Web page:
▪ DAP (Dog Appeasing Pheromone) is used to mimic those pheromones (aromatic messages) produced by a bitch when she has puppies. The puppy’s specially developed nasal organs carry this message to the brain. The brain stores this pheromone memory and decodes it as a safe environment, thus helping the relaxation process. This comes in a plug-in diffuser and a collar form

▪ NUTRICALM is a natural mixture of amino acids that help calm anxiety. The capsules can be dosed in food and work for up to 6 hours, taking 30 min to take effect.

▪ ANXITANE is a nutraceutical for the brain. It decreases the frequency of the alpha waves in the visual cortex of the brain. This makes visual stimuli (rain & lightening) less stimulating. It has no side effects and doesn’t cause sedation.

▪ RESCUE remedy can be used for anxiety.

▪ CANINE HERBAL CALMER is also used to reduce anxiety.


▪ SELECTIVE SEROTONIN RE-UPTAKE INHIBITORS (SSRI) and TRICYCLIC ANTI- DEPRESENTS (Prozac, Amitriptyline; Clomipramine; Fluoxetine).These drugs cause an increase in the serotonin levels in the brain, producing a calming effect. This class of drugs is normally taken for a period of months or years. The positive effects of these medications are seen after taking them daily for 4-6 weeks.

▪ BENZODIAZEPINES (Diazepam; Valium; Alprazolam).These are anti-anxiety medications that start to work in about 30-45 minutes after dosing. These can be used on an as needed basis, but can also be used daily until the SSRI’s kick in.

▪ ANXITANE is a nutraceutical for the brain. It decreases the frequency of the alpha waves in the visual cortex of the brain. This makes visual stimuli (rain & lightening) less stimulating. It has no side effects and doesn’t cause sedation.

▪ PHENOTHIAZINES (ACP or Acepromazine) THIS DRUG IS NOT RECOMMENDED FOR THE MANAGEMENT OF NOISE PHOBIA. This is a sedative and doesn’t have anti-anxiety properties. It makes the owners feel better because their dog cannot display anxious behaviour. The dog’s brain is still experiencing all of the stress and anxiety that the noise phobia brings, but his body can’t show it. Plus this medications actually heightens sensitivity to noises. You DO NOT want to use drugs that cause sedation, so that your dog can function and be able to hide and escape if he feels he needs to. He also still needs to be able to learn and can’t do this when in a sleepy state. Many people are against the use of medication, but it really does help. When your pet is in such a huge panic from the fear of a noise, it is very difficult to concentrate and therefore learn anything new. That is why medication is often used for the first 3-6 months after a diagnosis has been made. Once the dog has been trained (see below) to cope with the noise better, the meds can often be tapered off and stopped completely. Only about 10% of patients have to continue on meds for the rest of their lives. For our South African Storm and Firework season, we often have to medicate from September to March due to the unpredictable nature of storms and the uncontrolled used of fireworks. Most of the drugs listed above need a few days of dosing to get the correct therapeutic blood levels, so cannot just be given on the day and work effectively. If you are to give any drugs once off, these drugs must be given before your dog senses the storm or the fireworks begin. Please try and plan ahead especially as these drugs are schedule 5 (controlled substances) and higher and cannot just be given to you over the counter. Your pet will have to have been seen by a vet within the last 6 months and if not you will need to take your pet into the vet for a check-up BEFORE these drugs can be dispensed. Since these drugs are metabolised by the liver and excreted by the kidneys a chemistry profile (blood tests for liver and kidney health) should be run first before starting any medications, especially in older animals. Many of these medications are not specifically available in veterinary formulations, but may still be prescribed by a veterinarian as an extra-label drug, where you have to give written permission to use the human drug in your pet. Side effects, drug interactions and allergenic sensitivities are all possibilities whenever you administer a drug to your pet, so if you have any concerns, discuss this with your vet. Medication is more effective when used in combination with behavioural changes/training and environmental changes Training, including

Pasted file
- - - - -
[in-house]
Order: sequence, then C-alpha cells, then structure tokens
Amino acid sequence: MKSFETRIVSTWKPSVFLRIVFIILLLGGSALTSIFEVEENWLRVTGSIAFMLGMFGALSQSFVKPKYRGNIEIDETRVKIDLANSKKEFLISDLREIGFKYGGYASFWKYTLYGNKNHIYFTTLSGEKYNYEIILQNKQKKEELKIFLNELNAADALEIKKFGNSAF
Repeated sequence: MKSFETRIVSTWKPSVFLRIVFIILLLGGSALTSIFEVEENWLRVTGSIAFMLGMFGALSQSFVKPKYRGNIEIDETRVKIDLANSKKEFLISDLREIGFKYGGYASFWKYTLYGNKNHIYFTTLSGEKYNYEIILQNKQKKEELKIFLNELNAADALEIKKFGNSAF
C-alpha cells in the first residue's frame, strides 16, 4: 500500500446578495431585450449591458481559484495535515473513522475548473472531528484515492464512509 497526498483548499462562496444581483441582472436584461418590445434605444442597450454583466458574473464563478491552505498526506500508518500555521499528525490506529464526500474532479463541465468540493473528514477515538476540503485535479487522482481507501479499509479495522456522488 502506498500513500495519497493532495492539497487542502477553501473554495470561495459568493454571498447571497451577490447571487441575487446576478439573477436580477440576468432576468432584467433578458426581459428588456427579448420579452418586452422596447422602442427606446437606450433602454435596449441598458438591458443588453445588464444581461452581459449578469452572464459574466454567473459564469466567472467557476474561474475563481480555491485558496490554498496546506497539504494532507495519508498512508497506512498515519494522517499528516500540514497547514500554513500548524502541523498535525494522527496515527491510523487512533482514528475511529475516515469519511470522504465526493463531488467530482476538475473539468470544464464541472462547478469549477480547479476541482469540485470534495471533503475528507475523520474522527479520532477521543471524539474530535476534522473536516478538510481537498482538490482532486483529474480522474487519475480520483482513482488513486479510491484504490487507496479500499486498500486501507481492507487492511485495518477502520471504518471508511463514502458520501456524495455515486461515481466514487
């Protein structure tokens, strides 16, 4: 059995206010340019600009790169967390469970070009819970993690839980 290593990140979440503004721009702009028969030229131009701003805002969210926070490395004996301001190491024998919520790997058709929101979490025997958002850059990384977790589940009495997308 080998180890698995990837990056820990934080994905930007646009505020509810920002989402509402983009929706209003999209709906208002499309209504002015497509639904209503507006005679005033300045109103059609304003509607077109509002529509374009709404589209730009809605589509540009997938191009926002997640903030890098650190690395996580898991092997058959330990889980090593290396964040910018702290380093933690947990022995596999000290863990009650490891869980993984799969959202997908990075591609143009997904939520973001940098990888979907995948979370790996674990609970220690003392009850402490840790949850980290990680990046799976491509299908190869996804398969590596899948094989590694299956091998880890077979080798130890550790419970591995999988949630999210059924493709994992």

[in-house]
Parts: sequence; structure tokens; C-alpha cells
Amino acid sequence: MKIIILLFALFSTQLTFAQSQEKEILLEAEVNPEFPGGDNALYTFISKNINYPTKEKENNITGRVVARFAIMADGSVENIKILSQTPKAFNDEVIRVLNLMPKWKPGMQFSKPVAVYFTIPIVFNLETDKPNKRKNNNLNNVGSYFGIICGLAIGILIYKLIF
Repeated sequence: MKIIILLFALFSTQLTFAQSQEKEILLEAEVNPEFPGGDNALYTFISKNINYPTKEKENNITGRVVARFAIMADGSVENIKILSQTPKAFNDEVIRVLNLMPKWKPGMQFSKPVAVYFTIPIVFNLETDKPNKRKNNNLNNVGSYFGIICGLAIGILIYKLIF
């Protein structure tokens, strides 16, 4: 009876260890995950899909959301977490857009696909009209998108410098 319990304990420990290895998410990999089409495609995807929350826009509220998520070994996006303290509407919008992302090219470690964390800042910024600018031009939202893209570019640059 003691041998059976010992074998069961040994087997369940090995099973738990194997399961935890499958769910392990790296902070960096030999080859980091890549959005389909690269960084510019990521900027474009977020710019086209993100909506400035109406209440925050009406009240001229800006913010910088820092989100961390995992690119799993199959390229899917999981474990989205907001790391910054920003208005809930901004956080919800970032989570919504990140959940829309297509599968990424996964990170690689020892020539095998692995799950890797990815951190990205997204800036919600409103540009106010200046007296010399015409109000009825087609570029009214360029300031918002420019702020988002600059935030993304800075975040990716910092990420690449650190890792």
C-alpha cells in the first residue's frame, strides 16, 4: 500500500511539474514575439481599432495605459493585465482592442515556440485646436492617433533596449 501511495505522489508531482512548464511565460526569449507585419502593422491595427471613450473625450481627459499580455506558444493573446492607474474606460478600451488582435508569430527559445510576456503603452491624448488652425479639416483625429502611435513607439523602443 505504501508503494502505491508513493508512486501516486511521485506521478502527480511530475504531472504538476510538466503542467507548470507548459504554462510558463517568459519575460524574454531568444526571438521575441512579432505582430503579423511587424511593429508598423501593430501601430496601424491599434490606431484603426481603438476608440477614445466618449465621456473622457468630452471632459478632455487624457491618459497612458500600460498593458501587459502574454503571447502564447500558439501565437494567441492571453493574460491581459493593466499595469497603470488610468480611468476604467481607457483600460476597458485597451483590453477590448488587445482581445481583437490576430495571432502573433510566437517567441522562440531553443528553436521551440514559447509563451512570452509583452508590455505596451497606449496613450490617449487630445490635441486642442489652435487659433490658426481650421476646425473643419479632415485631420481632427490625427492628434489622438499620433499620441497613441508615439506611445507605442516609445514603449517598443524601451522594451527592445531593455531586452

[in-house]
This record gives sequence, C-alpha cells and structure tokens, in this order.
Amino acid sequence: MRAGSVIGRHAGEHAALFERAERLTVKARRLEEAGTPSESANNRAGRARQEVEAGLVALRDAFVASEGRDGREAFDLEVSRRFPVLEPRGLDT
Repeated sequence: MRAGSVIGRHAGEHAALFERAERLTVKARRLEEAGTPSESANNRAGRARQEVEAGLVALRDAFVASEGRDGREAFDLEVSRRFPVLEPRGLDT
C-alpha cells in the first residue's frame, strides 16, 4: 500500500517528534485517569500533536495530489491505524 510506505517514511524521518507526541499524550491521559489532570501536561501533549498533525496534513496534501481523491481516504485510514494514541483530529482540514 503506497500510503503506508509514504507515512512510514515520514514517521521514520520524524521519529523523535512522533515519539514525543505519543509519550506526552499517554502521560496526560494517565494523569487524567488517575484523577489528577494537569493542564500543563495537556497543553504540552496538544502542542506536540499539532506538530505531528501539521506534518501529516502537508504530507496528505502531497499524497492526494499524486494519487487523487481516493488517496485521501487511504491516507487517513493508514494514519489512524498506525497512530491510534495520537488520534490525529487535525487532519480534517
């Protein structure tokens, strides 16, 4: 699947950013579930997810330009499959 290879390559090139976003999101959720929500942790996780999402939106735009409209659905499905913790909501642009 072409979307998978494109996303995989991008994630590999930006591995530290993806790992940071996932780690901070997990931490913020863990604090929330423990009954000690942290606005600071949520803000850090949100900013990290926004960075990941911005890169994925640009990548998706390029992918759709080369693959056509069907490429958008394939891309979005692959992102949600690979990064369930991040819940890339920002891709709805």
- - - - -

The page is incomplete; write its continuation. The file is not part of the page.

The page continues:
Desensitization & Counter-conditioning